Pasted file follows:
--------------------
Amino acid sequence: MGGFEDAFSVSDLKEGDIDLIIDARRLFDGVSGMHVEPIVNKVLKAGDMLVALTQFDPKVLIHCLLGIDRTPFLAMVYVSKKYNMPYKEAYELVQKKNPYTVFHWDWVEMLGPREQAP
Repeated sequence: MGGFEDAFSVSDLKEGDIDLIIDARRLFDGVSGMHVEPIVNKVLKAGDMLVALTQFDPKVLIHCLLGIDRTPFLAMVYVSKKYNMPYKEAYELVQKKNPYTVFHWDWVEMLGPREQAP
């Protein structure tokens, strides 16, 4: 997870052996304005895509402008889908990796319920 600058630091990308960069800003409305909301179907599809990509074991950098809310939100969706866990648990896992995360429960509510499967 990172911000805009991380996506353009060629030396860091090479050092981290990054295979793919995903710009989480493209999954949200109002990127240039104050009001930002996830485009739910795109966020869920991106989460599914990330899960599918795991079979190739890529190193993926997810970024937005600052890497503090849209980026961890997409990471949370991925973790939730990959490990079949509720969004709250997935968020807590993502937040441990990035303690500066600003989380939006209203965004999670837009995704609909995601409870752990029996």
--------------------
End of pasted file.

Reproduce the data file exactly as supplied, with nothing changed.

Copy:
Amino acid sequence: MGGFEDAFSVSDLKEGDIDLIIDARRLFDGVSGMHVEPIVNKVLKAGDMLVALTQFDPKVLIHCLLGIDRTPFLAMVYVSKKYNMPYKEAYELVQKKNPYTVFHWDWVEMLGPREQAP
Repeated sequence: MGGFEDAFSVSDLKEGDIDLIIDARRLFDGVSGMHVEPIVNKVLKAGDMLVALTQFDPKVLIHCLLGIDRTPFLAMVYVSKKYNMPYKEAYELVQKKNPYTVFHWDWVEMLGPREQAP
């Protein structure tokens, strides 16, 4: 997870052996304005895509402008889908990796319920 600058630091990308960069800003409305909301179907599809990509074991950098809310939100969706866990648990896992995360429960509510499967 990172911000805009991380996506353009060629030396860091090479050092981290990054295979793919995903710009989480493209999954949200109002990127240039104050009001930002996830485009739910795109966020869920991106989460599914990330899960599918795991079979190739890529190193993926997810970024937005600052890497503090849209980026961890997409990471949370991925973790939730990959490990079949509720969004709250997935968020807590993502937040441990990035303690500066600003989380939006209203965004999670837009995704609909995601409870752990029996």